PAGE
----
Frameline 32: Anti-pity party

Pub date June 17, 2008
SectionFilm FeaturesSectionFilm Review

Films about people dealing with serious diseases are often hard to watch and frequently difficult to criticize. They make for rough viewing because of the empathy a viewer has for the suffering subject. Perhaps due to this same sense of compassion, admitting that such movies are cheesy — as they sometimes are — is sort of taboo.

Feminist and experimental filmmaker Barbara Hammer bypasses such niceties and constraints with A Horse Is Not a Metaphor. The title of Hammer’s movie might have ties to Susan Sontag’s writings on illness, but it also connects to the dreamlike imagery of horses that she mixes with footage of her stay in a hospital. Structurally, A Horse Is Not a Metaphor‘s chapters correspond to the stages of ovarian cancer treatment. Hammer reinforces all these elements with the magnificently strange music of Meredith Monk to create a very personal retelling of her experience. Her movie is a highly relatable testimony of feelings that rage from sheer darkness to happiness and hope.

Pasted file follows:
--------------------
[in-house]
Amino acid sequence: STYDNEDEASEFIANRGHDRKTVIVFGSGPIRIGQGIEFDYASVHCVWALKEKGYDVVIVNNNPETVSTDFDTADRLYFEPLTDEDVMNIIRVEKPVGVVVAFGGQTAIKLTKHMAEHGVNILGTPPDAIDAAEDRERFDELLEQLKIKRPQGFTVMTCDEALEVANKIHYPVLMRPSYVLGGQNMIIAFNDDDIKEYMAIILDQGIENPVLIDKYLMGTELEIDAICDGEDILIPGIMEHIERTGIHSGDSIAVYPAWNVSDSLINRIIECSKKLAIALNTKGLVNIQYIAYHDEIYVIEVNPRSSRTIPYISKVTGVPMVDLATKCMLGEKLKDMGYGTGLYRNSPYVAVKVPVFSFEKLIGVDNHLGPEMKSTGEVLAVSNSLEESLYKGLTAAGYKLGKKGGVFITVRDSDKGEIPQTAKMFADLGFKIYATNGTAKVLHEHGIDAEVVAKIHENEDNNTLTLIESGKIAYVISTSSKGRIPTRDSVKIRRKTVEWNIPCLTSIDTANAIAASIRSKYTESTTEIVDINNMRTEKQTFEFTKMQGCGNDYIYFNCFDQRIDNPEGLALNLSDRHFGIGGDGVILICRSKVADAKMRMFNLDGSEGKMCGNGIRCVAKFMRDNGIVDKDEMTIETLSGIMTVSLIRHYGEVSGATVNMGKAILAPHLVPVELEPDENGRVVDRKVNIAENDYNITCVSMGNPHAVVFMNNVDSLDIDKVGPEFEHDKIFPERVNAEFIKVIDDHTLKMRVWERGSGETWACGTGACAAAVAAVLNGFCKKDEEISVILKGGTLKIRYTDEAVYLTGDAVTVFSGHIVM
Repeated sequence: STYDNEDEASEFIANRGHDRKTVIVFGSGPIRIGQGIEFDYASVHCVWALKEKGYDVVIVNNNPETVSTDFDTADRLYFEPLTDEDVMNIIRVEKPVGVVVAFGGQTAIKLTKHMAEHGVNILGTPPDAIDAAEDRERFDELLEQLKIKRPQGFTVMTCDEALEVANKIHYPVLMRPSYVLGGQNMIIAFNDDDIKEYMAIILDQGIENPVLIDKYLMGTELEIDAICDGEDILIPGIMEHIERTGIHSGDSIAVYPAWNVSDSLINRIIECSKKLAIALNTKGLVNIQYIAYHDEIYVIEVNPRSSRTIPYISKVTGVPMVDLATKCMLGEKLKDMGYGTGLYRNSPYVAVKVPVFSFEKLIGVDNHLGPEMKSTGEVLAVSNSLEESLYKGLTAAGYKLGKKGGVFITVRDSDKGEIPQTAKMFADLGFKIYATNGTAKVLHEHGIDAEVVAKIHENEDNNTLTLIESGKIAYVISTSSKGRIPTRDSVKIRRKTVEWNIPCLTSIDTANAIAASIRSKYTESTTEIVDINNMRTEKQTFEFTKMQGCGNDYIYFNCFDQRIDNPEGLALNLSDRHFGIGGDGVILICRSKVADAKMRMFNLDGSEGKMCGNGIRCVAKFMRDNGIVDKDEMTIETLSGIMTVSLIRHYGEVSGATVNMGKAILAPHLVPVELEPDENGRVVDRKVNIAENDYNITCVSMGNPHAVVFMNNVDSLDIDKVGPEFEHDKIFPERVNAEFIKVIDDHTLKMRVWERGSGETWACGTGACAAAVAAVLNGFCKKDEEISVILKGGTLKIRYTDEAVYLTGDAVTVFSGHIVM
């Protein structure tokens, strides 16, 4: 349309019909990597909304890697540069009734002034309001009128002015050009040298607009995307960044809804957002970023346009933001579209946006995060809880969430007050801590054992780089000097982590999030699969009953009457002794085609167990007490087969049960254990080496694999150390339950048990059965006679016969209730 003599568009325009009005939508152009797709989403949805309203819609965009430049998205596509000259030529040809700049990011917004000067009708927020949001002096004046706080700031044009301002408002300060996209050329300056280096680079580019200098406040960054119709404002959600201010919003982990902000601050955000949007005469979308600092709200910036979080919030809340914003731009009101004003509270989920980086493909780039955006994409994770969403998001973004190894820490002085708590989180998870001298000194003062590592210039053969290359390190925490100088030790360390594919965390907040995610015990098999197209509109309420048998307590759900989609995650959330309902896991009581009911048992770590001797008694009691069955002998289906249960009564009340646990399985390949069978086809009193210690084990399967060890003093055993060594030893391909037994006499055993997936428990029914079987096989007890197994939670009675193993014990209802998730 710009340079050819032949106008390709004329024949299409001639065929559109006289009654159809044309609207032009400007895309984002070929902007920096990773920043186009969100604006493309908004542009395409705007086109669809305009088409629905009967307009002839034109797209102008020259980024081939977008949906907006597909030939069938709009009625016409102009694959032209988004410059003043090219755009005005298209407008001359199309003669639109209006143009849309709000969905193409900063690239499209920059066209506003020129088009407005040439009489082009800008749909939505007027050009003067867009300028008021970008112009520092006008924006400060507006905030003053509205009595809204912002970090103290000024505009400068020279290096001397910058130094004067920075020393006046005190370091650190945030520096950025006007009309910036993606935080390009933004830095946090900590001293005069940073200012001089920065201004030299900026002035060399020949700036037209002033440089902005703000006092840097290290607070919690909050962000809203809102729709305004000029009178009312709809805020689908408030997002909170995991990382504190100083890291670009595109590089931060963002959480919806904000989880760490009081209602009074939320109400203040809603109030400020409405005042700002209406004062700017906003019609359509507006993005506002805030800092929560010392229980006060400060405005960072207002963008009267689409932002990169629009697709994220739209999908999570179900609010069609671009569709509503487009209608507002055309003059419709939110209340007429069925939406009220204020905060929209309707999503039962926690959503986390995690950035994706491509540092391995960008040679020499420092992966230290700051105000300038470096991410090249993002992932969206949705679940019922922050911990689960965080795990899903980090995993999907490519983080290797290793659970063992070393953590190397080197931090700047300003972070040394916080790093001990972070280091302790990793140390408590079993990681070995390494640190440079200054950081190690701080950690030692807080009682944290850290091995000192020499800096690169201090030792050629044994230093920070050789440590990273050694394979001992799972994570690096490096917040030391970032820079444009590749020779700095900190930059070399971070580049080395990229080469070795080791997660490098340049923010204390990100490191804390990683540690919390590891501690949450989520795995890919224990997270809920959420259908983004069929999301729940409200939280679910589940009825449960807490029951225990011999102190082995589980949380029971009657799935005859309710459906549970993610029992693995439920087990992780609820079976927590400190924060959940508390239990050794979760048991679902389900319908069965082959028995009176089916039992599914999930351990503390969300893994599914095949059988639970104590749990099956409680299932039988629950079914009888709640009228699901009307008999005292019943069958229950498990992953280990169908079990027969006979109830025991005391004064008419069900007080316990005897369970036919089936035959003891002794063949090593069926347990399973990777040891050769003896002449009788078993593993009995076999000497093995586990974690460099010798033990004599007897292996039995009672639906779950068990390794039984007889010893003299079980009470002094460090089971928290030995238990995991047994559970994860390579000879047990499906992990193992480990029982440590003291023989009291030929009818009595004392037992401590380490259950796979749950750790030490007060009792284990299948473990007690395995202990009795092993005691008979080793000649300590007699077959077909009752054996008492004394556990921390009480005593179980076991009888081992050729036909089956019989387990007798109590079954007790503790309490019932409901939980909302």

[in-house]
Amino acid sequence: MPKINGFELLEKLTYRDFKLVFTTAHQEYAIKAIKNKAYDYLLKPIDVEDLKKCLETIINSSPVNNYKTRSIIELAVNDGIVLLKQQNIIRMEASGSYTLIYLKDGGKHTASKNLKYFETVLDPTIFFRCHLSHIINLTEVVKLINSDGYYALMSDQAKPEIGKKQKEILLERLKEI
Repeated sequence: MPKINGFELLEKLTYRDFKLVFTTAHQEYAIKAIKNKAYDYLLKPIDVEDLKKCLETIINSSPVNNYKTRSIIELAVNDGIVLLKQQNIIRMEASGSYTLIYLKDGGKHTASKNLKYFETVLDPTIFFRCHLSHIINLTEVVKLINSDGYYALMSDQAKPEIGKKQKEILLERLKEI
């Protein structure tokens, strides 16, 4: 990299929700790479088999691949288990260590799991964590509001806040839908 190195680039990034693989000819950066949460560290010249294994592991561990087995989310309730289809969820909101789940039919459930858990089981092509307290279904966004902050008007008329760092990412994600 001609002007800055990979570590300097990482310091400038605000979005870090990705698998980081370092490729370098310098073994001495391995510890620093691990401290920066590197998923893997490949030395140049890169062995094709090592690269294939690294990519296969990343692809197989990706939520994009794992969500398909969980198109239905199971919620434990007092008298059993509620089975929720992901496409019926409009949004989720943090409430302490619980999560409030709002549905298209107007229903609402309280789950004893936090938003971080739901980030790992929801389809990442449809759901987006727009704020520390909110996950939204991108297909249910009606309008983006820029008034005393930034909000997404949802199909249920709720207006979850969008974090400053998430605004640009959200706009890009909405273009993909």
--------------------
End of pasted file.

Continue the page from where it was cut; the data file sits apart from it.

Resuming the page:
Horse‘s visceral quality makes it a different and almost cathartic response to the subject of disease. Each ingredient conveys a desire to connect with the physical and emotional world on a basic sensory level. In doing so, Hammer and her movie relinquish pity and fear.


June 27, 7 p.m.